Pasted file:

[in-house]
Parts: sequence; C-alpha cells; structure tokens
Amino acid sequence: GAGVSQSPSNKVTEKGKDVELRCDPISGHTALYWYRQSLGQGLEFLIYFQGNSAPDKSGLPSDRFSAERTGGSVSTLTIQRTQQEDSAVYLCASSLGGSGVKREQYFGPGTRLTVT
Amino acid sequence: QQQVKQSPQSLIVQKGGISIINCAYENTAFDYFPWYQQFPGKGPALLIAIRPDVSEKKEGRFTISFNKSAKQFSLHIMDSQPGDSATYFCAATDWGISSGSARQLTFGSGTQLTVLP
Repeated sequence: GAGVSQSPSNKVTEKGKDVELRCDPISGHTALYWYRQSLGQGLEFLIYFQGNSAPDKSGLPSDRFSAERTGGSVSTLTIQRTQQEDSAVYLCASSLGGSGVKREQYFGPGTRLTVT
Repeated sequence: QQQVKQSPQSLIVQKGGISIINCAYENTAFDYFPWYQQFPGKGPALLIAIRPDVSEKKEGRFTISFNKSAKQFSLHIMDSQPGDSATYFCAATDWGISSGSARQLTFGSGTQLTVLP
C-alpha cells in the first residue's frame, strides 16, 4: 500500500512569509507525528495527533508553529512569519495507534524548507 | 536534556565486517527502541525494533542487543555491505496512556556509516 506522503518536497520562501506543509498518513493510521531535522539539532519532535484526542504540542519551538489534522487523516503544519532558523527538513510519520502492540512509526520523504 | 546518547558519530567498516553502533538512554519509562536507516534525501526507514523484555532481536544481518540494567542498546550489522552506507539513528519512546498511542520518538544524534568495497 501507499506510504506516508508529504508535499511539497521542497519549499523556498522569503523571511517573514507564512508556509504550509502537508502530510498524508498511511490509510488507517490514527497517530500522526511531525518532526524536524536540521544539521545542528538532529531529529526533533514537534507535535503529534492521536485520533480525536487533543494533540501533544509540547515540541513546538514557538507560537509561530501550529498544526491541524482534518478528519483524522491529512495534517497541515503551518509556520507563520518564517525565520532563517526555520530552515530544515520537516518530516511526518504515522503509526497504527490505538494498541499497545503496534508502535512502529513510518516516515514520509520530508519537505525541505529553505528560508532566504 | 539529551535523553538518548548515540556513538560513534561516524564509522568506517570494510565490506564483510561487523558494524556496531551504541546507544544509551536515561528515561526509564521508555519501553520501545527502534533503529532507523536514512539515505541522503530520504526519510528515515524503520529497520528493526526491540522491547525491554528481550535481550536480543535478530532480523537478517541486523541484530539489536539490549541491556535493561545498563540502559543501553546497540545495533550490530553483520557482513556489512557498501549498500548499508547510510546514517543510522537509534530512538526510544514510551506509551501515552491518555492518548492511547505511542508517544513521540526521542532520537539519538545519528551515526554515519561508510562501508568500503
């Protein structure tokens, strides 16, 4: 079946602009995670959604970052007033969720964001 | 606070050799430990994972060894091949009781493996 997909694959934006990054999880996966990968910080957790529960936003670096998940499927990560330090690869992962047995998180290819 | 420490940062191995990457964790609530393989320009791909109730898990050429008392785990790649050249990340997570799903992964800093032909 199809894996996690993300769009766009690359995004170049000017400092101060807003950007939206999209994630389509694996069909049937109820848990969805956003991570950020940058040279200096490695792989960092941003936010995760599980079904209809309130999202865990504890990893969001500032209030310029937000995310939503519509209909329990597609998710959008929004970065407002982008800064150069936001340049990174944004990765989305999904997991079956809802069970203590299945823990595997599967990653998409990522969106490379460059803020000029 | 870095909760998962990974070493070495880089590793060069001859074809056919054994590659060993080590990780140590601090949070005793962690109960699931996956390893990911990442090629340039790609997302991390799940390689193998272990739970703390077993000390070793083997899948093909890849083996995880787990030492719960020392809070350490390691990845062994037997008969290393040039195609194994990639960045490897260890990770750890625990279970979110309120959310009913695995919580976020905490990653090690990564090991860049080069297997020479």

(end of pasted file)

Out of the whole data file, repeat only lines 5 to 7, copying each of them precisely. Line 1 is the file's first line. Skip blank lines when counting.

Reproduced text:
Repeated sequence: GAGVSQSPSNKVTEKGKDVELRCDPISGHTALYWYRQSLGQGLEFLIYFQGNSAPDKSGLPSDRFSAERTGGSVSTLTIQRTQQEDSAVYLCASSLGGSGVKREQYFGPGTRLTVT
Repeated sequence: QQQVKQSPQSLIVQKGGISIINCAYENTAFDYFPWYQQFPGKGPALLIAIRPDVSEKKEGRFTISFNKSAKQFSLHIMDSQPGDSATYFCAATDWGISSGSARQLTFGSGTQLTVLP
C-alpha cells in the first residue's frame, strides 16, 4: 500500500512569509507525528495527533508553529512569519495507534524548507 | 536534556565486517527502541525494533542487543555491505496512556556509516 506522503518536497520562501506543509498518513493510521531535522539539532519532535484526542504540542519551538489534522487523516503544519532558523527538513510519520502492540512509526520523504 | 546518547558519530567498516553502533538512554519509562536507516534525501526507514523484555532481536544481518540494567542498546550489522552506507539513528519512546498511542520518538544524534568495497 501507499506510504506516508508529504508535499511539497521542497519549499523556498522569503523571511517573514507564512508556509504550509502537508502530510498524508498511511490509510488507517490514527497517530500522526511531525518532526524536524536540521544539521545542528538532529531529529526533533514537534507535535503529534492521536485520533480525536487533543494533540501533544509540547515540541513546538514557538507560537509561530501550529498544526491541524482534518478528519483524522491529512495534517497541515503551518509556520507563520518564517525565520532563517526555520530552515530544515520537516518530516511526518504515522503509526497504527490505538494498541499497545503496534508502535512502529513510518516516515514520509520530508519537505525541505529553505528560508532566504 | 539529551535523553538518548548515540556513538560513534561516524564509522568506517570494510565490506564483510561487523558494524556496531551504541546507544544509551536515561528515561526509564521508555519501553520501545527502534533503529532507523536514512539515505541522503530520504526519510528515515524503520529497520528493526526491540522491547525491554528481550535481550536480543535478530532480523537478517541486523541484530539489536539490549541491556535493561545498563540502559543501553546497540545495533550490530553483520557482513556489512557498501549498500548499508547510510546514517543510522537509534530512538526510544514510551506509551501515552491518555492518548492511547505511542508517544513521540526521542532520537539519538545519528551515526554515519561508510562501508568500503